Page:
Home > Herron v. Com.

Herron v. Com.

688 S.E.2d 901 (2010)
55 Va. App. 691
Shiron W. HERRON, Jr.
v.
COMMONWEALTH of Virginia.
Record No. 1759-08-2.

Court of Appeals of Virginia, Richmond.

February 23, 2010.

902*902 James L. McLemore, IV, for appellant.

Kathleen B. Martin, Senior Assistant Attorney General (William C. Mims, Attorney General, on brief), for appellee.

Present: BEALES, POWELL and ALSTON, JJ.

ALSTON, Judge.

Shiron W. Herron, Jr. (appellant) appeals his conviction for violating Code § 53.1-203(5), making it unlawful for any prisoner in a correctional facility to possess a chemical compound not lawfully received.[1] Appellant argues the evidence was insufficient to support the conviction because he did not intend to bring cocaine into a correctional facility. Appellant further argues the conviction is in violation of his Fifth Amendment right against self-incrimination. For the reasons stated below, we affirm appellant's conviction.

I. BACKGROUND

"When considering a challenge to the sufficiency of evidence on appeal, we review the evidence in the light most favorable to the prevailing party at trial and consider all inferences fairly deducible from that evidence." Jones v. Commonwealth, 276 Va. 121, 124, 661 S.E.2d 412, 414 (2008).

The evidence showed that on April 19, 2006, Detective S. Thomas (Thomas) of the Richmond Police Department was investigating suspicious activity at an apartment complex. While there, Thomas observed appellant knocking on the door of an apartment. Thomas asked appellant if he lived at the apartment, and appellant replied that he did not. When the door opened, appellant quickly entered and shut the door. Approximately ten to fifteen seconds later, Thomas knocked on the door and the apartment leaseholder allowed Thomas to enter. Once inside, Thomas observed appellant poking his head out of the kitchen. At some point after Thomas entered the apartment, he determined that appellant had an outstanding warrant for assault and battery, and he arrested appellant.

903*903 In a search incident to arrest, Thomas asked appellant if he had anything in his buttocks or crotch area. Appellant said that he did not. However, when Thomas asked appellant to spread his legs, appellant placed his feet only a few inches apart. When Thomas touched the backside of appellant's legs, appellant immediately spun around. As a result, Thomas was unable to complete the search.

Thomas then took appellant to jail. Before going inside, Thomas again asked appellant if he had any contraband on his person. Thomas specifically informed appellant there were additional charges for taking any illegal substance inside the jail. Appellant again responded that he did not have any drugs.

Upon arriving at the jail Thomas informed officers there that appellant was uncooperative in his search and would need to be searched further. During processing, a deputy attempted a pat-down search but again, when he came near appellant's buttocks area, appellant jumped back and spun around. An officer asked appellant if he had anything on his person that he wanted to turn over, and appellant again said that he did not. Officers placed appellant in a holding cell and performed a strip search. Once appellant removed his pants, one of the officers noticed a plastic baggy between appellant's buttocks. The officer asked appellant to remove the bag. Appellant pulled the bag from his buttocks, ripped it open, and began shoving small packets of an off-white substance into his mouth. Officers restrained appellant and retrieved some of the substance, which was later determined to be cocaine.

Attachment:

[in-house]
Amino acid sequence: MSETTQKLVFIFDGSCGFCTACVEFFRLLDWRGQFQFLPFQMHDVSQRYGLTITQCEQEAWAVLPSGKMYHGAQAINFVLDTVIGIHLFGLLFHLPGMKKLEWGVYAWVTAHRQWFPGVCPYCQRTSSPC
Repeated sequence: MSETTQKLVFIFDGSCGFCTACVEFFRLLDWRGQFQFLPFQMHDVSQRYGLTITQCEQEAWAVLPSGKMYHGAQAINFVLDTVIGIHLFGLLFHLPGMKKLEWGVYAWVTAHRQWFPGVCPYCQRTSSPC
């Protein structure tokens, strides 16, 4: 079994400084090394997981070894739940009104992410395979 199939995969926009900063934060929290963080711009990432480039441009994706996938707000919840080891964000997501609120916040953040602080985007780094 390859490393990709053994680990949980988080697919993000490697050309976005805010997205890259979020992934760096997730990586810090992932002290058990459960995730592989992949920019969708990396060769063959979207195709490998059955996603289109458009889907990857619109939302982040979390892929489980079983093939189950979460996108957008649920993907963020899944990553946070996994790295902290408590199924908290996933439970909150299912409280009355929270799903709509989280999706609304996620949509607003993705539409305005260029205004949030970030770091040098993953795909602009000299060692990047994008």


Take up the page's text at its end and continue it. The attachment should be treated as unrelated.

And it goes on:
At trial, appellant moved to strike the evidence recovered during the search conducted at the jail, arguing that he did not intend to bring cocaine into the jail and that forcing him to confess to possession of the drugs violated his Fifth Amendment right against self-incrimination. The trial court denied appellant's motion to strike the evidence and found appellant guilty of possession of an illegal substance in a correctional facility. This appeal followed.

II. ANALYSIS

Appellant was convicted of violating Code § 53.1-203(5), which provides:

It shall be unlawful for a prisoner in a state, local or community correctional facility or in the custody of an employee thereof to ... [p]rocure, sell, secrete or have in his possession any chemical compound which he has not lawfully received....

Appellant argues that the trial court erred in convicting him of possession of cocaine in violation of the statute because he did not have the requisite intent to bring cocaine into the jail. Appellant contends that the Commonwealth did not prove beyond a reasonable doubt that he possessed the specific intent to take the drugs into a correctional facility, because he did not enter the jail voluntarily. Further, appellant argues that forcing him to admit to possession of the drugs is a violation of his right against self-incrimination, as conferred by the Fifth Amendment to the United States Constitution. In this regard, appellant argues that he was presented with a "Hobson's choice"[2] of admitting that he had contraband, thus waiving his Fifth Amendment rights with respect to a potential charge of possession of cocaine, or alternatively running the risk of 904*904 being charged with the instant offense if the drugs on his person were recovered while appellant was inside the jail.